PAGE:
Ribbons galore… Hampton students rake in a haul of ribbons during Appalachian Fair

Published 12:01 am Friday, August 30, 2019

Winning competitions is becoming an old habit for the students in Daniel Arnett’s Architecture and Engineering Design class and Bruce Wiltshire’s Automotive class when it comes to the Appalachian Fair.
This year was no different as after the final judging and ribbon ceremony, the students carried a total of 76 ribbons back to the school competing against much larger schools like Dobyns-Bennett, Science Hill, David Crockett, and many others.
In breaking the count down, there was a total of 26 first place ribbons, 24 second-place ribbons, and 26 third-place ribbons earned by the Hampton students.
The results weren’t completed without a lot of work and commitment from the students.
“Most of them came in in early July in the evenings and we spent time putting the projects together and trying to get our drawings printed out,” Arnett said about the process of getting everything ready for competition. “We finalized stapling all the cards to the projects so it was a very lengthy process to do it.
“The week before school we had to take our projects over and they got judged and the first week of school we had to go over and set up a booth. It’s quite a bit of work that we put into it.”
With the winning of a ribbon, the students are also given a check based on where they finished at in the top three of the competition.
Although the competition against other schools is a fun activity for those participating, there are other reasons that doing well at the competition will help in other competitions throughout the year.
“We like to do a lot of other competitions besides the fair and we like to raise money so the students don’t have to pay for those so we try to raise as much money as we can during the fair so we can go to other competitions,” said Hampton student Macon Barden.
“We try to do things that can help earn money but also that goes along with our class as well. We got into the top three at the fair this year and earned $699 dollars. I know that Dobyns-Bennett received a $1000.
“Coming from a small school that means a lot to us to get that much money compared to the bigger schools.”
The competitions vary with some having guidelines while others are projects that have to fit into certain parameters to be included in the judging.
Heather Grindstaff, a junior at Hampton, was able to compete for the first time this year and ended up bringing home blue ribbons in electrical schematic drawings.
“Most of the time I am given guidelines on stuff that I hand draw,” Grindstaff stated. “Computer drawing is completely different. Sometimes you just kind of make that up yourself.
“A lot of times for hand drawings I just look at textbooks and read the definitions and create my own electrical schematic drawings based on the ones that are already in the book.
“This is just fantastic, ” continued Grindstaff. “I am a junior and I started taking Mr. Arnett’s class last year so this was my first Appalachian Fair that I have been able to compete in.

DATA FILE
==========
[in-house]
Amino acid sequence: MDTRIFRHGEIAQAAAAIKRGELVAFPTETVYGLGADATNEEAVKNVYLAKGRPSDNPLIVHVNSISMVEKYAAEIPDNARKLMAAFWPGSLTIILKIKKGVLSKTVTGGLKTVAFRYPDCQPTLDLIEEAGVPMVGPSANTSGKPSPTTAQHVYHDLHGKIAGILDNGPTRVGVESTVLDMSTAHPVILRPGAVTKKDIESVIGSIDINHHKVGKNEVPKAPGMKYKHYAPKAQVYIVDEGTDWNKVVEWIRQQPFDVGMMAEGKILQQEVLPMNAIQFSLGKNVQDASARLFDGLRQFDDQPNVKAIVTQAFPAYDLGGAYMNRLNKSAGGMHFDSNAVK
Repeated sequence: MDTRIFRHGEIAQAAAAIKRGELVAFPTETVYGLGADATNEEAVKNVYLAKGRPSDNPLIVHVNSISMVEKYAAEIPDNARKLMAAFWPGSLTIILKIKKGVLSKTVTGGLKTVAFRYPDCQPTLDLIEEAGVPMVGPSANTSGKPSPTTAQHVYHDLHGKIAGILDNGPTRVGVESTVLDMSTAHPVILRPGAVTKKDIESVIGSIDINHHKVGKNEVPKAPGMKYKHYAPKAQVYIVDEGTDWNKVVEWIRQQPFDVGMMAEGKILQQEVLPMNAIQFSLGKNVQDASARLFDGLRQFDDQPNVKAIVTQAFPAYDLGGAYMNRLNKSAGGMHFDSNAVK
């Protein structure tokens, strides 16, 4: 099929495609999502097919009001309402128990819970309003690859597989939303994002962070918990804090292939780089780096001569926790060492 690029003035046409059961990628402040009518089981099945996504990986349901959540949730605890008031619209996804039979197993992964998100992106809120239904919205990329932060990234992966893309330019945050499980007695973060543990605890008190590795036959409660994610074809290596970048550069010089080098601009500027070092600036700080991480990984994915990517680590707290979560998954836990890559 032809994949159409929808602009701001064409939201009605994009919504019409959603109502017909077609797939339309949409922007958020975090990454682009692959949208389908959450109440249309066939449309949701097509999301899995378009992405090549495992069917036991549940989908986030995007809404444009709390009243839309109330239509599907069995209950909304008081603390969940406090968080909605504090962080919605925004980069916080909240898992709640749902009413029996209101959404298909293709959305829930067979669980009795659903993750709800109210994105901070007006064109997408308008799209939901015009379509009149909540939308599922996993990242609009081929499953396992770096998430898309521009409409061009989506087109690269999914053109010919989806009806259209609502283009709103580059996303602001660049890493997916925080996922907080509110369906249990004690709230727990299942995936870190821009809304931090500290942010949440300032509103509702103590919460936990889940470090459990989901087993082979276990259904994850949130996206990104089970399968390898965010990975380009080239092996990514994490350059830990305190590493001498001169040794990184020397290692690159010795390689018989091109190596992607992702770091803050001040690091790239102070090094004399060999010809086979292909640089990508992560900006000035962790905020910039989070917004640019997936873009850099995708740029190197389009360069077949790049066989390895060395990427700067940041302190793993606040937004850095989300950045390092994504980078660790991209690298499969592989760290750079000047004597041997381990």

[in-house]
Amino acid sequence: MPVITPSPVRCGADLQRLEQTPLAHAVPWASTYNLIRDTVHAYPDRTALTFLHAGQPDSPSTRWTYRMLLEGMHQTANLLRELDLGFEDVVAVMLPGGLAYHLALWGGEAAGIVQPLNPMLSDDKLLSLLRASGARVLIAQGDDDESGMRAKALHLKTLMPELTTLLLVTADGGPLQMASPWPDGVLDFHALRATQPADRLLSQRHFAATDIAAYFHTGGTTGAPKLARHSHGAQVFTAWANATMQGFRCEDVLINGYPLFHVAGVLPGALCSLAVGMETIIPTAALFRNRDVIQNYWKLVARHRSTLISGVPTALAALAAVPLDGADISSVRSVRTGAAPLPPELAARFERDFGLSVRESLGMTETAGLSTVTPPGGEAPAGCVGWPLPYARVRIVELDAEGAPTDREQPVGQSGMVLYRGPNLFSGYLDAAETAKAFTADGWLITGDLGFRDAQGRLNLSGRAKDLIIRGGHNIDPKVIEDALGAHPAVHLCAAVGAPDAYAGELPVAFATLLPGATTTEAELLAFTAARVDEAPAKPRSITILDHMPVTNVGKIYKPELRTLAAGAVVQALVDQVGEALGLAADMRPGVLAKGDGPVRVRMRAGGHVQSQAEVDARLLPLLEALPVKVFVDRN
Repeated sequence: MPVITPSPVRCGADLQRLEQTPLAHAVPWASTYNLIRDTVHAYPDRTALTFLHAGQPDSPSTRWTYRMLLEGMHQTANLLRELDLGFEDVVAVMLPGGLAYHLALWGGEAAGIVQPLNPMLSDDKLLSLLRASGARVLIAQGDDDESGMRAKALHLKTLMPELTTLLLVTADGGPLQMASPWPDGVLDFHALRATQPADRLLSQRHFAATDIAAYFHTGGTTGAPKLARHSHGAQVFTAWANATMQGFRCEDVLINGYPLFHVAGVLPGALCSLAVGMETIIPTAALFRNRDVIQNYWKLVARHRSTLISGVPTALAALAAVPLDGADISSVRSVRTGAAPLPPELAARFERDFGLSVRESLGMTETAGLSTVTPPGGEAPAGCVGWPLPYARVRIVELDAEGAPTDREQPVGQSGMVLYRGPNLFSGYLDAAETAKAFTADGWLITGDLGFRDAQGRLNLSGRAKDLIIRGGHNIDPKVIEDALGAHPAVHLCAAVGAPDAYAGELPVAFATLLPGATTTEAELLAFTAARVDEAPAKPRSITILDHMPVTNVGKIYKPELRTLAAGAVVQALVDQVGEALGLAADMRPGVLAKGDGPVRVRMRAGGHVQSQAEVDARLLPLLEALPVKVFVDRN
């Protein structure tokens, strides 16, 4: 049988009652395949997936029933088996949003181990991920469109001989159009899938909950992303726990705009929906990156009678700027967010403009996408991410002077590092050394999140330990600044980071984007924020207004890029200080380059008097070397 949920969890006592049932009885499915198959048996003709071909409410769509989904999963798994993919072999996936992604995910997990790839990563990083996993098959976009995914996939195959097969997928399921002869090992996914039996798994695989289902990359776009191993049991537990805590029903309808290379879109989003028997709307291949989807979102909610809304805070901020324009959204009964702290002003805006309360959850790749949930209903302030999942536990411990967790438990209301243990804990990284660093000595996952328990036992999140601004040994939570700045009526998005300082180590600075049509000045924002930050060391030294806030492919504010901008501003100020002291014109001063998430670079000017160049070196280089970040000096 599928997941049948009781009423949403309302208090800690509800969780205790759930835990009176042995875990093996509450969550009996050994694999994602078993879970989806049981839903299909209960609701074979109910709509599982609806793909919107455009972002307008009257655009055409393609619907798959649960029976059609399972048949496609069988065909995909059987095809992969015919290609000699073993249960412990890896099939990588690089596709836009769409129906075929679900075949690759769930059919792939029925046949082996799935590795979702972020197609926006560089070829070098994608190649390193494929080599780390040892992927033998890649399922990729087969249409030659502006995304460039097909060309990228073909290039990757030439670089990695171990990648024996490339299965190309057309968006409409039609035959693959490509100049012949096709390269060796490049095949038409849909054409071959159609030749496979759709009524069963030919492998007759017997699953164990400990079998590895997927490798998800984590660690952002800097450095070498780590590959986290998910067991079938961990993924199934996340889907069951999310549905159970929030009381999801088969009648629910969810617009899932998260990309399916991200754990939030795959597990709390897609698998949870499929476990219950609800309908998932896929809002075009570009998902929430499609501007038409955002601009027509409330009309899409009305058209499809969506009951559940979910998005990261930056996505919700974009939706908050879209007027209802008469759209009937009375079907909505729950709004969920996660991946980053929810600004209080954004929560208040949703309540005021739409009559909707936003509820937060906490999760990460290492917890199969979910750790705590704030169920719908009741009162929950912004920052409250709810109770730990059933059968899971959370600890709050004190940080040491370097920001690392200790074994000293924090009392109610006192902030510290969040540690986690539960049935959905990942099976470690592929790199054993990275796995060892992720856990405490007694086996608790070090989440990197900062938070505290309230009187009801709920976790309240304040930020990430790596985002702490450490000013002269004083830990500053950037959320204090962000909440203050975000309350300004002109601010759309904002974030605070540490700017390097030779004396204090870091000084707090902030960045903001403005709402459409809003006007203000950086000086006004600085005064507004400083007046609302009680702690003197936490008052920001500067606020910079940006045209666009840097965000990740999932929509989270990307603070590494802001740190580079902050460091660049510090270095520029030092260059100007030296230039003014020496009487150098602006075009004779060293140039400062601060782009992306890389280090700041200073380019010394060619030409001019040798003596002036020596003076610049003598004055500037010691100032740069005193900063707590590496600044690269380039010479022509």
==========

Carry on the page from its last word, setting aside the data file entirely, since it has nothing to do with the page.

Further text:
“Hand drawings tend to take a lot of time. One of them takes three to four hours and then you end up redoing it four to five times so when I got them back and all of them was first place, I was very thankful for Mr. Arnett and what a perfectionist he is.”
Both Grindstaff and Barden echoed how important that Mr. Arnett’s class has been not only for them personally but for Hampton High School overall and the fair was just another example of how Arnett’s drive for perfection has rubbed off on his students.
“He has been around a lot,” Barden said. “He has been a mentor to me since the seventh grade and has taken me to places that I have never been before.
“We went to Washington, DC over the summer to the nationals and he showed me what the engineering world really looks like in real type engineering situations. He has given me projects to help me with architectural engineering which is what I want to go into and helped me out.”
Grindstaff followed up Barden’s assessment by saying, “It’s incredible because there are a lot of programs that are here that are fantastic but to get to know that we get to be a part of the specific program where we have an advisor that goes above and beyond consistently is fantastic and I couldn’t ask for better.
“I would never imagine coming into high school that I would be able to be a part of this. It’s incredible.”
Arnett said that his number one goal whether it be competition at the Appalachian Fair or any other competition is to give students the understanding that there is hope if they are willing to dedicate and commit themselves in reaching their dreams.
“We try to instill hope. Just because we come from a small place doesn’t mean that you can’t achieve big things. We just try to give them a little hope and a little promise. That’s what we all want,” stated Arnett.
“A lot of people want to be successful but they don’t want to work to have that success. The guys before these students came in have shown them that if you put in effort good things can happen and I think that is trickling down.
“Maybe somebody will step up to the plate. A lot of my students have gone on to engineering schools and I am super proud of them.”

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